Introduction: Microsurgical denervation of the spermatic cord (MDSC) has been shown to be a treatment option for men with intractable orchialgia/scrotal content pain. The standard of care is to perform a spermatic cord block to assess if there is any temporary relief in the pain prior to performing MDSC. This study assesses the predictive value of a spermatic cord block (SCB) with local anesthetic in determining post-MDSC outcomes.
Methods: A retrospective review of 1261 MDSC cases (1112 patients, 149 bilateral cases) from October 2008 to July 2019 was performed. An analysis of how the patients who had temporary relief in their pain (greater than 50% reduction) after a spermatic cord block correlated to their final outcome after MDSC was performed. The outcome after MDSC was graded as complete relief (CR) in pain, greater than 50% reduction in pain (PR) or no response (NR), defined as <50% reduction in pain. This outcome was based on preop and post-op measurements of pain using a validated quality of life metric (PIQ-6) and the visual analogue pain score (VAS).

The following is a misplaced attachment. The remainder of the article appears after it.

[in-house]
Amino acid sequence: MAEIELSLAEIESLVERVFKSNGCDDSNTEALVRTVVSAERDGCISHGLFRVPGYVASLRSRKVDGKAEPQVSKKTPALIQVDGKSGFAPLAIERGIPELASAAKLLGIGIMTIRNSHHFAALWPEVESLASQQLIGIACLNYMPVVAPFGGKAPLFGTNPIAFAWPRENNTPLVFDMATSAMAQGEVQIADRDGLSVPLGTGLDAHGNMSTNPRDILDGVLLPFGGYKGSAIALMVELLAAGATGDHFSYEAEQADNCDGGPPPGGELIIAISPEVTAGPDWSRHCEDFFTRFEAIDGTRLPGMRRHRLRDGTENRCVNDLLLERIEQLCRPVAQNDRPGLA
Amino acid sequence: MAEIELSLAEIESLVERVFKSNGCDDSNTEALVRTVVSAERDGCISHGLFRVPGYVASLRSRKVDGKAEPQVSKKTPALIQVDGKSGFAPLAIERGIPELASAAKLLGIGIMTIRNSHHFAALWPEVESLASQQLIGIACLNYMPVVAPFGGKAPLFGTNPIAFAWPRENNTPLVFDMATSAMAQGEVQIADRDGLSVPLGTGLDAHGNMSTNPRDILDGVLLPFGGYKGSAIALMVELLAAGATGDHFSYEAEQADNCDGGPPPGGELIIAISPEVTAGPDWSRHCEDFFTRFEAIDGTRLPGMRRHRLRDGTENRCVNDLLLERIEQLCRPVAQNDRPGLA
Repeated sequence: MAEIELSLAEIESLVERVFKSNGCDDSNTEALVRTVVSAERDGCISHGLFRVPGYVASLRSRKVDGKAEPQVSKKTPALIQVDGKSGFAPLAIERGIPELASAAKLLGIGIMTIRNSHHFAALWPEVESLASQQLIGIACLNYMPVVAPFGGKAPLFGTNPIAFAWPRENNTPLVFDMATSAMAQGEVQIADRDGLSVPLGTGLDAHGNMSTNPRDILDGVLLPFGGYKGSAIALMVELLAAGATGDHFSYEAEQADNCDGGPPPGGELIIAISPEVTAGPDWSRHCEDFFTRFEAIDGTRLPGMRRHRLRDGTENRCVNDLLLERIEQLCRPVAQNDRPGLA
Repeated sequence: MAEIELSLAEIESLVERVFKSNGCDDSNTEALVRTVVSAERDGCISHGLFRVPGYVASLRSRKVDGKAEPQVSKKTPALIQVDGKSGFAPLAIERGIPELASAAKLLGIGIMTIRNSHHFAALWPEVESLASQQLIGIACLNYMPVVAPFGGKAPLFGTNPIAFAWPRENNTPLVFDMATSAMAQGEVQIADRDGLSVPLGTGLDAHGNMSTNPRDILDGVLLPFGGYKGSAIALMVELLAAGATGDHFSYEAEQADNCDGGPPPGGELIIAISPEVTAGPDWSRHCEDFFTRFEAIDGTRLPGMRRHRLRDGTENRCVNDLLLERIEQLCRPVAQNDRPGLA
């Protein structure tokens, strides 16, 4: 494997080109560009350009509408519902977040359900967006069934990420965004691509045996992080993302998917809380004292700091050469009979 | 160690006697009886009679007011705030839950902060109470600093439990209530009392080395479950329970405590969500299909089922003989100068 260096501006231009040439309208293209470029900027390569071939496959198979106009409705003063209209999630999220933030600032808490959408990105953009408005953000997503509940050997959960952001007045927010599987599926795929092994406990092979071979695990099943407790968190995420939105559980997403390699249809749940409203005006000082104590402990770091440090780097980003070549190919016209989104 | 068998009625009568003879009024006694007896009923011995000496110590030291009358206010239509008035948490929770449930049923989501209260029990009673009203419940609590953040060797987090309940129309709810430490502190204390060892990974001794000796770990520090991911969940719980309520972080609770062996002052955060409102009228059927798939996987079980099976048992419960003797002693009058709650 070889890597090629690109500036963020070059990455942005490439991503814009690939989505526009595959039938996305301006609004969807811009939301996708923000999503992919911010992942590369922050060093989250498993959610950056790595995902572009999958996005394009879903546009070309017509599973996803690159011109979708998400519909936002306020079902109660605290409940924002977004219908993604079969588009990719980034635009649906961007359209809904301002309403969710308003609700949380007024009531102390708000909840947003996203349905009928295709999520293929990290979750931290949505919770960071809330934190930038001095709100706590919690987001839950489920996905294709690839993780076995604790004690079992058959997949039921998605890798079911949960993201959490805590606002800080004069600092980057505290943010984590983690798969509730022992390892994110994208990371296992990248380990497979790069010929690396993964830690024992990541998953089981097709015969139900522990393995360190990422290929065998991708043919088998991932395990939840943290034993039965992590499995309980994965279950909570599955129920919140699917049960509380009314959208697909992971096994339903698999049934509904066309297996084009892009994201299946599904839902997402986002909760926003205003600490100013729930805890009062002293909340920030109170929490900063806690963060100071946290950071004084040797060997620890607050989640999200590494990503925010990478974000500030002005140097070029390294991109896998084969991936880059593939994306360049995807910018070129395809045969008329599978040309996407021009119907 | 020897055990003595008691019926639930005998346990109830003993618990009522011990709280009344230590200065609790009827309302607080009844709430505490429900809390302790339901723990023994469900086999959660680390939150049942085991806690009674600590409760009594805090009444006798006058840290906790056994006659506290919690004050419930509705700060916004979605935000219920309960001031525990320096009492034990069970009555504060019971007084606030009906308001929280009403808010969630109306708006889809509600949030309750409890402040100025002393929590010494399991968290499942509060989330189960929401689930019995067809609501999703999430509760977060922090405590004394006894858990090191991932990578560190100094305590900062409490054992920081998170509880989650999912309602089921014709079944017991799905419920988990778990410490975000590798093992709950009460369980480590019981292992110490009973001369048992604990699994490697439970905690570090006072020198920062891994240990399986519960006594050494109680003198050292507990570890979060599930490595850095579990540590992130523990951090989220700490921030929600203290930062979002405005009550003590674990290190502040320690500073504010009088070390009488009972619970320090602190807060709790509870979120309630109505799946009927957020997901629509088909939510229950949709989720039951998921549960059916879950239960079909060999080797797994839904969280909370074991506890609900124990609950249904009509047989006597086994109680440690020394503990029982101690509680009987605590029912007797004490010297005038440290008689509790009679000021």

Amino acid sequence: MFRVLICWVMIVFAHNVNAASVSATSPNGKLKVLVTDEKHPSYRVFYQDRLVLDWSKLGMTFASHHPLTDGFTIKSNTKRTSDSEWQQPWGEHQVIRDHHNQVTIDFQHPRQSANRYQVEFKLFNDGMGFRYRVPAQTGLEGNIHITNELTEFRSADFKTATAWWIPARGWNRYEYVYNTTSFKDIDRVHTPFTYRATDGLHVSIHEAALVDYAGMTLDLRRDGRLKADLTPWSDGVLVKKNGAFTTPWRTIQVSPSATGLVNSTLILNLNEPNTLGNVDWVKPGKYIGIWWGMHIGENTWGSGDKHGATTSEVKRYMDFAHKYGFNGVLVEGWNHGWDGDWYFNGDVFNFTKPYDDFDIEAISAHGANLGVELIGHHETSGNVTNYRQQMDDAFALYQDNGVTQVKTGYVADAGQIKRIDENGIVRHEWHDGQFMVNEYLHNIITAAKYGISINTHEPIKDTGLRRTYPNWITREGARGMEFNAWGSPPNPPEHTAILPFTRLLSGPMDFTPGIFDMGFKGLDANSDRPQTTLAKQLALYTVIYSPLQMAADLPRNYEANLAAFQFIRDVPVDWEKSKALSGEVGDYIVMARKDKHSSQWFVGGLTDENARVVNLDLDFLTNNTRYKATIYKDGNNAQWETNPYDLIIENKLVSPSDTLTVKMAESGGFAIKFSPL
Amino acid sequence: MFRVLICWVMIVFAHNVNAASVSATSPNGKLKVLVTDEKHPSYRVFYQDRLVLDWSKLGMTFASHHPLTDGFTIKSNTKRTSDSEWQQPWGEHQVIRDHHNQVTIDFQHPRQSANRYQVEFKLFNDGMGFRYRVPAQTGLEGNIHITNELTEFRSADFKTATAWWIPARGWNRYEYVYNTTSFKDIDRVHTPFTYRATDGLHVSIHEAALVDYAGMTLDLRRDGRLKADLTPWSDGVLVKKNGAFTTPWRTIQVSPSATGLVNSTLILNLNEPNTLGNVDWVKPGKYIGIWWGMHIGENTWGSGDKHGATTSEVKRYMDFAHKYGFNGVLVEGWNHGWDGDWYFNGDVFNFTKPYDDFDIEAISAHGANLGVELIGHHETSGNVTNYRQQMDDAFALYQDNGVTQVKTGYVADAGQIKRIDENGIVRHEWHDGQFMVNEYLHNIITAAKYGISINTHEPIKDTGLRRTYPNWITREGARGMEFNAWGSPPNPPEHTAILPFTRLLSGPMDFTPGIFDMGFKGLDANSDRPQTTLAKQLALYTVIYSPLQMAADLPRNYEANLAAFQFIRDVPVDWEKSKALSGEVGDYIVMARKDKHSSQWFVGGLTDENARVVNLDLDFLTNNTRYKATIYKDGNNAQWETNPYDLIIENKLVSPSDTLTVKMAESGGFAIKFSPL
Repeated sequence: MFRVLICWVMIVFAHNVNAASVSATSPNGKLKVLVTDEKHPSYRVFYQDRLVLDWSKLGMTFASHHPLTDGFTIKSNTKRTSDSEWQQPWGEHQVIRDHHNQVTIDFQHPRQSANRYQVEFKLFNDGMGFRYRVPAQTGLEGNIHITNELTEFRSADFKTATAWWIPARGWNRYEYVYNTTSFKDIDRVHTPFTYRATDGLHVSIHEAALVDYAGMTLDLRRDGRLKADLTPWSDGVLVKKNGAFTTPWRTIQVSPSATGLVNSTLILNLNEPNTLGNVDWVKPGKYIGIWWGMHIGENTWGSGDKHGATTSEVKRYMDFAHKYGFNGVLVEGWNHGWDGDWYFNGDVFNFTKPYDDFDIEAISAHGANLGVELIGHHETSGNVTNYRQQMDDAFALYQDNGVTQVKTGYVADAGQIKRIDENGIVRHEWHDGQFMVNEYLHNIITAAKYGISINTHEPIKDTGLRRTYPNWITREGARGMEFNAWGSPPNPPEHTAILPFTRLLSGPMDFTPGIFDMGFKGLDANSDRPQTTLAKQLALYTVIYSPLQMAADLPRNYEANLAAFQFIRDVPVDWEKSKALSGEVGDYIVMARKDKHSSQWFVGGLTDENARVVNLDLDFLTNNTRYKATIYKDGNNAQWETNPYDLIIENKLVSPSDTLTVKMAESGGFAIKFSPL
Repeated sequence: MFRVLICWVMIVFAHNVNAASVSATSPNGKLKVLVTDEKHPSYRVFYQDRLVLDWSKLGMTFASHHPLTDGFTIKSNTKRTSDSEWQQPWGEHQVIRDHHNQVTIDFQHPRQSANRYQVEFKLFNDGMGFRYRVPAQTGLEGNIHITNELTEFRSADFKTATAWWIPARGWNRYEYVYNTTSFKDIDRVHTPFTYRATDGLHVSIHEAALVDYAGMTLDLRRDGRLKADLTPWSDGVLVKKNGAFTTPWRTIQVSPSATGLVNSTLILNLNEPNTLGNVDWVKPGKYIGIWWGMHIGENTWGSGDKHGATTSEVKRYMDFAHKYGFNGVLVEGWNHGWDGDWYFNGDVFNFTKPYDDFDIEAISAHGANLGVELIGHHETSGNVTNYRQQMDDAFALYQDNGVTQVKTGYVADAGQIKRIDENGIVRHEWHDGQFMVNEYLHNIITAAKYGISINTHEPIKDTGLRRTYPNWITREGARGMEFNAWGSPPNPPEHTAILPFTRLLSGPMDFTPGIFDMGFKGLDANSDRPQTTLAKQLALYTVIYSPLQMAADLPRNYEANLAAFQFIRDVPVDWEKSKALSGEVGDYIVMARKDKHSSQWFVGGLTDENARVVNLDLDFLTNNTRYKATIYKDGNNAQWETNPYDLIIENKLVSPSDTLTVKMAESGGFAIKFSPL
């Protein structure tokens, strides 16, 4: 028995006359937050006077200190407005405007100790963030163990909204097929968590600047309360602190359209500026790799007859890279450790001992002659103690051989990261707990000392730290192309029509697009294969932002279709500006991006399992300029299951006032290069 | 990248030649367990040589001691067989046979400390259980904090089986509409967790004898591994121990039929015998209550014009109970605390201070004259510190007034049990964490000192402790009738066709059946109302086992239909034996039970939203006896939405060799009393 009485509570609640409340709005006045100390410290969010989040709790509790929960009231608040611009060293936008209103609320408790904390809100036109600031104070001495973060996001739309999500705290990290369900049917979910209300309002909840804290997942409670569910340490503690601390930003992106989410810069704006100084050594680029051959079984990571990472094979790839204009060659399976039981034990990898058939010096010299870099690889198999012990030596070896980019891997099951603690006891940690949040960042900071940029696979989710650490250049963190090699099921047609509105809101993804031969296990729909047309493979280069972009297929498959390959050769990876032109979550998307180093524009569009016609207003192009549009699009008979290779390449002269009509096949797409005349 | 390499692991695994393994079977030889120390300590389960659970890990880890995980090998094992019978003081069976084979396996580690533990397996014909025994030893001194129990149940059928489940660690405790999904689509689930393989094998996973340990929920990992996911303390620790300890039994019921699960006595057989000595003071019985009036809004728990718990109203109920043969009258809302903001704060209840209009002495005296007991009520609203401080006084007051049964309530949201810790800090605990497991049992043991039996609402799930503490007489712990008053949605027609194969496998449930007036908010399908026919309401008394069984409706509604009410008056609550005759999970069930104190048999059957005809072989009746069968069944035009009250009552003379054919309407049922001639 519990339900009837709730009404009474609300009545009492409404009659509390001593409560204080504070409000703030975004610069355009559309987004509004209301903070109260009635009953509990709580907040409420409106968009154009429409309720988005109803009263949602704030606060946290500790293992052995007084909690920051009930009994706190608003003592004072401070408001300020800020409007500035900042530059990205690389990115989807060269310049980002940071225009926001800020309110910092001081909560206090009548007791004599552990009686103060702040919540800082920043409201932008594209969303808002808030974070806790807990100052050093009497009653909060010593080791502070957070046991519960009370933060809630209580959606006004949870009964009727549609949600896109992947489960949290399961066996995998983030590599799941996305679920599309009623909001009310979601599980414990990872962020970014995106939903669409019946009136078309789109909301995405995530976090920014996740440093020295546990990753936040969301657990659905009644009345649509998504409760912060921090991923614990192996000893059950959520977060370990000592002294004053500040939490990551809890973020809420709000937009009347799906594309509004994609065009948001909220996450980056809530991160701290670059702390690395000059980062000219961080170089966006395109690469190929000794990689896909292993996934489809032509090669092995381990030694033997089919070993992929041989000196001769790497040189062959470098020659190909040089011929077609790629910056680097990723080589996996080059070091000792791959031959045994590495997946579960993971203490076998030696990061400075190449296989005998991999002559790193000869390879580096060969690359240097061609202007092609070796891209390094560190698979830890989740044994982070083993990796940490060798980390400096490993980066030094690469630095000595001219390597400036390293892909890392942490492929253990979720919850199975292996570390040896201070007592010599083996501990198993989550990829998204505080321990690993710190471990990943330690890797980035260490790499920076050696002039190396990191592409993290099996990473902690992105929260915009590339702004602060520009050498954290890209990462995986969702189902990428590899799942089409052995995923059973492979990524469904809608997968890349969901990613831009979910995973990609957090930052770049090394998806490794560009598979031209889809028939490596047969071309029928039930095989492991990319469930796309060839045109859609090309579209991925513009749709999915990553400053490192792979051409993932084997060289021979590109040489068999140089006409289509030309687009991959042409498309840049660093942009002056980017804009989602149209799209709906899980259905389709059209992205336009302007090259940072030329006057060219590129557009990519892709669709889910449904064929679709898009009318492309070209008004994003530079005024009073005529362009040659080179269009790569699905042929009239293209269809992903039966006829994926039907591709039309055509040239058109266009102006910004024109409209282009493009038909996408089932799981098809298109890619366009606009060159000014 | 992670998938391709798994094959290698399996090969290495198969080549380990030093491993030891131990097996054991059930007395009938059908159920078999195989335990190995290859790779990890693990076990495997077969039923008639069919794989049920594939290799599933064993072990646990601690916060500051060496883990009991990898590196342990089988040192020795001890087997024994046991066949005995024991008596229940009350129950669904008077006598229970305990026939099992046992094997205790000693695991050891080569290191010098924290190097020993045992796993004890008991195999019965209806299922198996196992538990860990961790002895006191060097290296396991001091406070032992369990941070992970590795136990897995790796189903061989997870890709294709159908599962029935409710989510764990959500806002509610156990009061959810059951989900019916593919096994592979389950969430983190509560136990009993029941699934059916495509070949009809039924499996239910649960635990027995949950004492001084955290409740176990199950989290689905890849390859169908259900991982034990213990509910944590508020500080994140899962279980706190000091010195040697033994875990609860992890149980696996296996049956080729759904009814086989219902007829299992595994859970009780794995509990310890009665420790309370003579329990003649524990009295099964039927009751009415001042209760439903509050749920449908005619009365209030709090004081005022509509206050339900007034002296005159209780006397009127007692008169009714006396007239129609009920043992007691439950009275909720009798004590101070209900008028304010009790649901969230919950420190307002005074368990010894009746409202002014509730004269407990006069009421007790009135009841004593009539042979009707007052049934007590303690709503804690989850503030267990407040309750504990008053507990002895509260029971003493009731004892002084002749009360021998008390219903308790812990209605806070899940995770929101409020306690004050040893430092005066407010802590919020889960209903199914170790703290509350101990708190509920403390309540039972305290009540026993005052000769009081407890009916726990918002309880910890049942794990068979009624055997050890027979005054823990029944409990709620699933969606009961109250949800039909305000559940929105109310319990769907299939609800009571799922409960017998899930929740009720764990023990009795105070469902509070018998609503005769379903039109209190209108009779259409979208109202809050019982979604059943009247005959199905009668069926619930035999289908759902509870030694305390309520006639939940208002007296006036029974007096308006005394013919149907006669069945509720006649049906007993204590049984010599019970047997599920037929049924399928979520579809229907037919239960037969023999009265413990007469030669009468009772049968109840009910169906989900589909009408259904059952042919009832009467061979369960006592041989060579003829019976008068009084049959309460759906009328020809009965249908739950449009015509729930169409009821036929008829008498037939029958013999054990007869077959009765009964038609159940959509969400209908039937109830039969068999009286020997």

Results: The positive predictive value (PPV) of a patient having a response to SCB and then achieving CR or PR was 78%, and achieving CR alone was 41%. The negative predictive value (NPV) of a patient who did not have any relief with SCB, and then achieving NR after MDSC was 57%.
Conclusions: This study illustrates that if a patient has no response to SCB, MDSC is less likely to help reduce pain in these patients. However, a positive response to SCB confers a high likelihood of significant reduction in pain after MDSC. Source of